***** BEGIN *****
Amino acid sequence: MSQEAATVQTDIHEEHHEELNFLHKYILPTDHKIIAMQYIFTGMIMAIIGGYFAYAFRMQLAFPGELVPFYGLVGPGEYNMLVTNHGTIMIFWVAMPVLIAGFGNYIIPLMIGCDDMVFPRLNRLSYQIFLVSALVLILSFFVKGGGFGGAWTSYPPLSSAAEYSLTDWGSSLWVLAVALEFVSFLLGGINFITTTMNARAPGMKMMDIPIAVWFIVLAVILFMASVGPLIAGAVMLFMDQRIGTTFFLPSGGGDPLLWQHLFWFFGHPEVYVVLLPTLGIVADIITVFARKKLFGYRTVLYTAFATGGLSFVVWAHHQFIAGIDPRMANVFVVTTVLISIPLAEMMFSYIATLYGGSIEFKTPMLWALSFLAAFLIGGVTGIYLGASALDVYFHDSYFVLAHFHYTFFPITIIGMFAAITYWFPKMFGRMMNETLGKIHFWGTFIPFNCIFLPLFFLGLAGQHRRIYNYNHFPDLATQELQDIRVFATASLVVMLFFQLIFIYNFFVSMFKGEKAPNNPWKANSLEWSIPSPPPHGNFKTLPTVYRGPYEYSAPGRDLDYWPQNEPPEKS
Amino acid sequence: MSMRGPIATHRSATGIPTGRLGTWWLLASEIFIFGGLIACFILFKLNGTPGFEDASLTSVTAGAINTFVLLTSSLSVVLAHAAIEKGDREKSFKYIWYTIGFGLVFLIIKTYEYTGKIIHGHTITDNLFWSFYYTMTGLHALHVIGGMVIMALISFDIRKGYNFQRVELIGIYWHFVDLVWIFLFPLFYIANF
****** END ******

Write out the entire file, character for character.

Amino acid sequence: MSQEAATVQTDIHEEHHEELNFLHKYILPTDHKIIAMQYIFTGMIMAIIGGYFAYAFRMQLAFPGELVPFYGLVGPGEYNMLVTNHGTIMIFWVAMPVLIAGFGNYIIPLMIGCDDMVFPRLNRLSYQIFLVSALVLILSFFVKGGGFGGAWTSYPPLSSAAEYSLTDWGSSLWVLAVALEFVSFLLGGINFITTTMNARAPGMKMMDIPIAVWFIVLAVILFMASVGPLIAGAVMLFMDQRIGTTFFLPSGGGDPLLWQHLFWFFGHPEVYVVLLPTLGIVADIITVFARKKLFGYRTVLYTAFATGGLSFVVWAHHQFIAGIDPRMANVFVVTTVLISIPLAEMMFSYIATLYGGSIEFKTPMLWALSFLAAFLIGGVTGIYLGASALDVYFHDSYFVLAHFHYTFFPITIIGMFAAITYWFPKMFGRMMNETLGKIHFWGTFIPFNCIFLPLFFLGLAGQHRRIYNYNHFPDLATQELQDIRVFATASLVVMLFFQLIFIYNFFVSMFKGEKAPNNPWKANSLEWSIPSPPPHGNFKTLPTVYRGPYEYSAPGRDLDYWPQNEPPEKS
Amino acid sequence: MSMRGPIATHRSATGIPTGRLGTWWLLASEIFIFGGLIACFILFKLNGTPGFEDASLTSVTAGAINTFVLLTSSLSVVLAHAAIEKGDREKSFKYIWYTIGFGLVFLIIKTYEYTGKIIHGHTITDNLFWSFYYTMTGLHALHVIGGMVIMALISFDIRKGYNFQRVELIGIYWHFVDLVWIFLFPLFYIANF